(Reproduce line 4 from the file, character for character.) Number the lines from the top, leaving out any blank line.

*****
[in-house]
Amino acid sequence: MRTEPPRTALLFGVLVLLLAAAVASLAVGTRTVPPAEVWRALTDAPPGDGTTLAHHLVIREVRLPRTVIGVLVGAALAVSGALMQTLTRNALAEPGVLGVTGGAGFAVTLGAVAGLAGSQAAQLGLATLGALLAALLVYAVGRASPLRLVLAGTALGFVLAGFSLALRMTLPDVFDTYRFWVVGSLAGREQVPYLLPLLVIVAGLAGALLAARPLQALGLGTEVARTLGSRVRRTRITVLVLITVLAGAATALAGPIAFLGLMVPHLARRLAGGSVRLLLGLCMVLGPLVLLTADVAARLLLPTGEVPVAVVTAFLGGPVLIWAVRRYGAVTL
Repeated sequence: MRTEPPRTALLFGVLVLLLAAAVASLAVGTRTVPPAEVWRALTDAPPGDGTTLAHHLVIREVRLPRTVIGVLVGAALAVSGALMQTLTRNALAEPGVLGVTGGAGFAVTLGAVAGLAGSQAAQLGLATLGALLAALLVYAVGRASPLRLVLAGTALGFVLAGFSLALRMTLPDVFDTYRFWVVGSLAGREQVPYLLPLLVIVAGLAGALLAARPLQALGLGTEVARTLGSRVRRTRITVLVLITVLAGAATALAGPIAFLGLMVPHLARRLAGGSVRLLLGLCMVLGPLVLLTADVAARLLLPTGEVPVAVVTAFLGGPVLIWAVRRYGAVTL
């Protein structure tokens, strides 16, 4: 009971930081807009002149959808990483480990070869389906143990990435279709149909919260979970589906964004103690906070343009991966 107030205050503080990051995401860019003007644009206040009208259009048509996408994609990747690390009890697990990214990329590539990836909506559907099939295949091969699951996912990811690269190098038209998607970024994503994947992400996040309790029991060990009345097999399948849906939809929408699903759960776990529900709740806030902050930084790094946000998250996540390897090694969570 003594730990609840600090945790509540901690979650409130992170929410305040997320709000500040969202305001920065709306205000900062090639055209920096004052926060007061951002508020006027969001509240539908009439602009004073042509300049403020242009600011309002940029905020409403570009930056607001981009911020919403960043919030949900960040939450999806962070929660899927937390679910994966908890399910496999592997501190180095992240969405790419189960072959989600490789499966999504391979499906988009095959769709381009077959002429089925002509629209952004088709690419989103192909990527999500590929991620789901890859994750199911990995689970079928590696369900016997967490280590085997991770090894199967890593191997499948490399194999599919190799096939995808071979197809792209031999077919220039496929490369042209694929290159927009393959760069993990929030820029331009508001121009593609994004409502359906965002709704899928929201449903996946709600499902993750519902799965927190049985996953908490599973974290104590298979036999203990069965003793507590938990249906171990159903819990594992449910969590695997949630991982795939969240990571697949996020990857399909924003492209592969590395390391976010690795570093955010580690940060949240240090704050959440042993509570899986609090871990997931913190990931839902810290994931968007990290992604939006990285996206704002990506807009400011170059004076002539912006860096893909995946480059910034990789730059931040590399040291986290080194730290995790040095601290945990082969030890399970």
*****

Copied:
């Protein structure tokens, strides 16, 4: 009971930081807009002149959808990483480990070869389906143990990435279709149909919260979970589906964004103690906070343009991966 107030205050503080990051995401860019003007644009206040009208259009048509996408994609990747690390009890697990990214990329590539990836909506559907099939295949091969699951996912990811690269190098038209998607970024994503994947992400996040309790029991060990009345097999399948849906939809929408699903759960776990529900709740806030902050930084790094946000998250996540390897090694969570 003594730990609840600090945790509540901690979650409130992170929410305040997320709000500040969202305001920065709306205000900062090639055209920096004052926060007061951002508020006027969001509240539908009439602009004073042509300049403020242009600011309002940029905020409403570009930056607001981009911020919403960043919030949900960040939450999806962070929660899927937390679910994966908890399910496999592997501190180095992240969405790419189960072959989600490789499966999504391979499906988009095959769709381009077959002429089925002509629209952004088709690419989103192909990527999500590929991620789901890859994750199911990995689970079928590696369900016997967490280590085997991770090894199967890593191997499948490399194999599919190799096939995808071979197809792209031999077919220039496929490369042209694929290159927009393959760069993990929030820029331009508001121009593609994004409502359906965002709704899928929201449903996946709600499902993750519902799965927190049985996953908490599973974290104590298979036999203990069965003793507590938990249906171990159903819990594992449910969590695997949630991982795939969240990571697949996020990857399909924003492209592969590395390391976010690795570093955010580690940060949240240090704050959440042993509570899986609090871990997931913190990931839902810290994931968007990290992604939006990285996206704002990506807009400011170059004076002539912006860096893909995946480059910034990789730059931040590399040291986290080194730290995790040095601290945990082969030890399970």